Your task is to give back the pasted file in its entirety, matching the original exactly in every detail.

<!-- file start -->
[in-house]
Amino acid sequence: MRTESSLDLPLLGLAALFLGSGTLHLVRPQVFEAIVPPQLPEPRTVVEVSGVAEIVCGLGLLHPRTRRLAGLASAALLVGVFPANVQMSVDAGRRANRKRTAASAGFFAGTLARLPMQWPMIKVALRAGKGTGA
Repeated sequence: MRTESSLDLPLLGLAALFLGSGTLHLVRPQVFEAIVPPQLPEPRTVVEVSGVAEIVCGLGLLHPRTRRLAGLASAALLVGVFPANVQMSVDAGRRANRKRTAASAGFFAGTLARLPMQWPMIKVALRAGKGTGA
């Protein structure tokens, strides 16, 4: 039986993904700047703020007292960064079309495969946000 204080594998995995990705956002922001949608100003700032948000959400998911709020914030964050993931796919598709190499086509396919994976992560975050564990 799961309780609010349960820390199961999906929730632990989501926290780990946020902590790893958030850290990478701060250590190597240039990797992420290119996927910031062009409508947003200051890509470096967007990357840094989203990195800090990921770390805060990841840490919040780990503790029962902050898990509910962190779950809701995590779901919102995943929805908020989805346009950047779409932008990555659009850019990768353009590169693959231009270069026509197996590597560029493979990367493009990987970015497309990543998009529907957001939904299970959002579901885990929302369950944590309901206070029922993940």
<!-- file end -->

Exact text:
[in-house]
Amino acid sequence: MRTESSLDLPLLGLAALFLGSGTLHLVRPQVFEAIVPPQLPEPRTVVEVSGVAEIVCGLGLLHPRTRRLAGLASAALLVGVFPANVQMSVDAGRRANRKRTAASAGFFAGTLARLPMQWPMIKVALRAGKGTGA
Repeated sequence: MRTESSLDLPLLGLAALFLGSGTLHLVRPQVFEAIVPPQLPEPRTVVEVSGVAEIVCGLGLLHPRTRRLAGLASAALLVGVFPANVQMSVDAGRRANRKRTAASAGFFAGTLARLPMQWPMIKVALRAGKGTGA
């Protein structure tokens, strides 16, 4: 039986993904700047703020007292960064079309495969946000 204080594998995995990705956002922001949608100003700032948000959400998911709020914030964050993931796919598709190499086509396919994976992560975050564990 799961309780609010349960820390199961999906929730632990989501926290780990946020902590790893958030850290990478701060250590190597240039990797992420290119996927910031062009409508947003200051890509470096967007990357840094989203990195800090990921770390805060990841840490919040780990503790029962902050898990509910962190779950809701995590779901919102995943929805908020989805346009950047779409932008990555659009850019990768353009590169693959231009270069026509197996590597560029493979990367493009990987970015497309990543998009529907957001939904299970959002579901885990929302369950944590309901206070029922993940």